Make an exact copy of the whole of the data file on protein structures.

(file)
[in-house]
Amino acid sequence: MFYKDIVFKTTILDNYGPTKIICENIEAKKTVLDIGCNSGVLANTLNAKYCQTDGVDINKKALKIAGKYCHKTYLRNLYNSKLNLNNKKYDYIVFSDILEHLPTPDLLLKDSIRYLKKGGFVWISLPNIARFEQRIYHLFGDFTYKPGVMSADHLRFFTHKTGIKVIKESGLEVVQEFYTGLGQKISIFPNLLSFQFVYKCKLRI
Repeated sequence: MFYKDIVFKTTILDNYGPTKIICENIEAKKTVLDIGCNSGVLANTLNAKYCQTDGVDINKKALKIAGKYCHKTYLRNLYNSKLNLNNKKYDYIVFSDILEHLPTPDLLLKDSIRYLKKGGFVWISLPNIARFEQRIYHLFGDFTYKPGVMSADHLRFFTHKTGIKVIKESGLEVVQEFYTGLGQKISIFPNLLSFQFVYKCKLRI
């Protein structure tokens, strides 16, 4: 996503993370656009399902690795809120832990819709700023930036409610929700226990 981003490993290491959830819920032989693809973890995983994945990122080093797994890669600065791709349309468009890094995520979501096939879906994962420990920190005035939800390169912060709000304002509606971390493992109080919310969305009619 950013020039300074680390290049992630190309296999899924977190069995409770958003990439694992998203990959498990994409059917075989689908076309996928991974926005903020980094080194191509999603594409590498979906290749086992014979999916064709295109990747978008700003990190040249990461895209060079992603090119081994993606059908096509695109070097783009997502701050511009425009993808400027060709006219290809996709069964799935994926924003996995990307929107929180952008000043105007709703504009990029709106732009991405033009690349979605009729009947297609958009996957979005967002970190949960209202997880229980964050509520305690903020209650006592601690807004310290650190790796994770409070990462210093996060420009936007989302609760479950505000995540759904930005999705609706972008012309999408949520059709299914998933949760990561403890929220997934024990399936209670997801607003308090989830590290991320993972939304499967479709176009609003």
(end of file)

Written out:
[in-house]
Amino acid sequence: MFYKDIVFKTTILDNYGPTKIICENIEAKKTVLDIGCNSGVLANTLNAKYCQTDGVDINKKALKIAGKYCHKTYLRNLYNSKLNLNNKKYDYIVFSDILEHLPTPDLLLKDSIRYLKKGGFVWISLPNIARFEQRIYHLFGDFTYKPGVMSADHLRFFTHKTGIKVIKESGLEVVQEFYTGLGQKISIFPNLLSFQFVYKCKLRI
Repeated sequence: MFYKDIVFKTTILDNYGPTKIICENIEAKKTVLDIGCNSGVLANTLNAKYCQTDGVDINKKALKIAGKYCHKTYLRNLYNSKLNLNNKKYDYIVFSDILEHLPTPDLLLKDSIRYLKKGGFVWISLPNIARFEQRIYHLFGDFTYKPGVMSADHLRFFTHKTGIKVIKESGLEVVQEFYTGLGQKISIFPNLLSFQFVYKCKLRI
């Protein structure tokens, strides 16, 4: 996503993370656009399902690795809120832990819709700023930036409610929700226990 981003490993290491959830819920032989693809973890995983994945990122080093797994890669600065791709349309468009890094995520979501096939879906994962420990920190005035939800390169912060709000304002509606971390493992109080919310969305009619 950013020039300074680390290049992630190309296999899924977190069995409770958003990439694992998203990959498990994409059917075989689908076309996928991974926005903020980094080194191509999603594409590498979906290749086992014979999916064709295109990747978008700003990190040249990461895209060079992603090119081994993606059908096509695109070097783009997502701050511009425009993808400027060709006219290809996709069964799935994926924003996995990307929107929180952008000043105007709703504009990029709106732009991405033009690349979605009729009947297609958009996957979005967002970190949960209202997880229980964050509520305690903020209650006592601690807004310290650190790796994770409070990462210093996060420009936007989302609760479950505000995540759904930005999705609706972008012309999408949520059709299914998933949760990561403890929220997934024990399936209670997801607003308090989830590290991320993972939304499967479709176009609003």